Alan Dean Foster: Speaking of my Twitter feed, I was reminded that a lot of you who visit here don’t pay much attention to it, because I’ve gotten emails and other queries asking why I hadn’t written about Disney stiffing beloved SF author Alan Dean Foster out of royalties. In fact, I wrote extensively about it on Twitter, the gist of which is this:

I’ve been pleased to see that Alan’s cause has gotten some traction on social media and at news sites, but honestly it should have not taken SFWA shaming Disney in public to deal with this. Alan’s royalties are probably a very tiny percentage of the craft service budget on a Marvel shoot; Disney will not miss what they owe him. Which is neither here or there about whether they should pay him — he’s got a fucking contract, of course they should pay him — merely to make point that Disney bought itself a lot of public shame over a sum that’s relatively trivial to the company, but which actually matters to Alan. Inexplicable.

Krissy and Smudge: I think this is my favorite picture yet of the two of them.

Krissy, in bed, looking up at Smudge, who is on her chest.

It pretty much captures both of their personalities, which is what you want a picture to do. And of course, they are both ridiculously photogenic.

— JS

48 Comments on “Five Things, 11/21/20”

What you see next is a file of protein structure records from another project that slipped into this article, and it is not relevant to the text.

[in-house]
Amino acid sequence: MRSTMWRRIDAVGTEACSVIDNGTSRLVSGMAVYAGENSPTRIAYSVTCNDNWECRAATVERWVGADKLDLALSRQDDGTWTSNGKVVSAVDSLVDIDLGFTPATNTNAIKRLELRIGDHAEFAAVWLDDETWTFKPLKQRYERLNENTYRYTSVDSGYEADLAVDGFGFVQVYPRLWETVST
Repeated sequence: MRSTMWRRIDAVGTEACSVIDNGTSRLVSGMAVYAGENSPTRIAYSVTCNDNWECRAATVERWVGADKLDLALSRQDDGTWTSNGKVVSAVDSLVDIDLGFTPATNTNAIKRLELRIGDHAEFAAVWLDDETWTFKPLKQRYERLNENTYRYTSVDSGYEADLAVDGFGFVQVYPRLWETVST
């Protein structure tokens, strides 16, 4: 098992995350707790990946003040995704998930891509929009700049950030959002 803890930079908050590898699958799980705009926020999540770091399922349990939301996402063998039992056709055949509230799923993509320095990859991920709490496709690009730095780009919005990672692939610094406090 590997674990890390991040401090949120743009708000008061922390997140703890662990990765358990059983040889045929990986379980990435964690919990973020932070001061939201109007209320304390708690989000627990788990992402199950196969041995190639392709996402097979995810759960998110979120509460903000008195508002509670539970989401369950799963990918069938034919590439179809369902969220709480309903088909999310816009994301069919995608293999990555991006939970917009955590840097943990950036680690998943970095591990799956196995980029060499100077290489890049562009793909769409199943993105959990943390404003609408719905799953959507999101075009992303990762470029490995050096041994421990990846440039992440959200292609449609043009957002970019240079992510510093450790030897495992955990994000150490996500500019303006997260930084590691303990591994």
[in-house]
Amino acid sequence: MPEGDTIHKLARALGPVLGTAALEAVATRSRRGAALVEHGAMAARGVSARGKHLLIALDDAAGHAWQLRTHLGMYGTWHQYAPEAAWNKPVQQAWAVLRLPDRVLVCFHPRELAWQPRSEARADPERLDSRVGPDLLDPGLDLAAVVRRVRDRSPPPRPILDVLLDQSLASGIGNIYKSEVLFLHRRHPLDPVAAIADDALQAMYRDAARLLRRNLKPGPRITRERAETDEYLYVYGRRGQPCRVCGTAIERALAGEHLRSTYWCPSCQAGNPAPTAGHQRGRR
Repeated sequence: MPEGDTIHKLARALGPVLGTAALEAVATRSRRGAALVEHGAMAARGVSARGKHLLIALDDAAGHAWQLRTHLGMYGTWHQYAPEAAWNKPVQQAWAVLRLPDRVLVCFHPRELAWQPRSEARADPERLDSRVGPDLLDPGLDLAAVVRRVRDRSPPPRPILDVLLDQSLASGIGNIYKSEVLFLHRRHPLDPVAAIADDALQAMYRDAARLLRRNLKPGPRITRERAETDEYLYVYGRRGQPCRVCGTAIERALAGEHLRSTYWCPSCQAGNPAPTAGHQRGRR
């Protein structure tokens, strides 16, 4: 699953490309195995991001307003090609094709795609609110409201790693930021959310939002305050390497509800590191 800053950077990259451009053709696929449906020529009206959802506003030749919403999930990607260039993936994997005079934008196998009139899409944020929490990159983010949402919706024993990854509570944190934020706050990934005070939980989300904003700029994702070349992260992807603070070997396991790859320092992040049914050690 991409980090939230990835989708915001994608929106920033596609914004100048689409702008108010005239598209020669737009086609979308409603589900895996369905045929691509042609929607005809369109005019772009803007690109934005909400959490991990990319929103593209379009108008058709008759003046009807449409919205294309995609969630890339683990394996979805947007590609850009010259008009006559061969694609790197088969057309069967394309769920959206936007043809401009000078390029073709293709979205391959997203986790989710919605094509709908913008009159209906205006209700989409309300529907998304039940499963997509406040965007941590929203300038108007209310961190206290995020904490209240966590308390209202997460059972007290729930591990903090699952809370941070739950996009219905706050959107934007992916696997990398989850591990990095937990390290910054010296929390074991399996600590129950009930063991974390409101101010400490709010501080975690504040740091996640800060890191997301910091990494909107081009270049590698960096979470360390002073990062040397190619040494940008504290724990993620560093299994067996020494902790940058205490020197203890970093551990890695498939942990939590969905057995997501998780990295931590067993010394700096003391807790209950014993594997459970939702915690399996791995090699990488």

1. Thank you, John. That pic of Krissy and Smudge gave me a big ol’ smile. Smiles are scarce and precious these days, so gratitude to all of you!

  2. I am so depressed about the election. Not what Trump is doing, that is totally predictable. But where is the Republican leadership? Do they really not care? Do they really only care about power? McConnell has been this way since he sabotaged Obama’s presidency. He’s not going to change. Does no one in the Republican party actually care? Sorry, I’m normally a fairly optimist person.

  3. I had XCEL Energy attempt the same thing with us. We found a high-pressure natural gas line under our fence line that they charge people for (including us, it is part of their delivery system that they bought whenever they bought the energy company here in Denver) around which we were doing maintenance. We find that the folks who poured the concrete for the posts had poured right onto the gas line. We call and ask them to come help deal with the concrete, as we really, really don’t want to damage the line. The lady in Minnesota says “Nope not our problem. We just bought the rights to sell energy.”. I’ve never actually heard my kind, loving wife laugh at somebody that way. It was almost (but only almost) funny. My wife said “OK, we’ll knock the concrete off and stop paying you, since you are unwilling to take care of the old infrastructure you didn’t buy.”. They had a team out within 30 minutes, who said “No idea why that person in MN said that, we do this sort of maintenance every day.”.

  4. On the Alan Dean Foster case, I think the case needs to go to court, where hopefully a judge will penalize Disney for breach of contract at a monetary level that stops this kind of thing from being an issue again.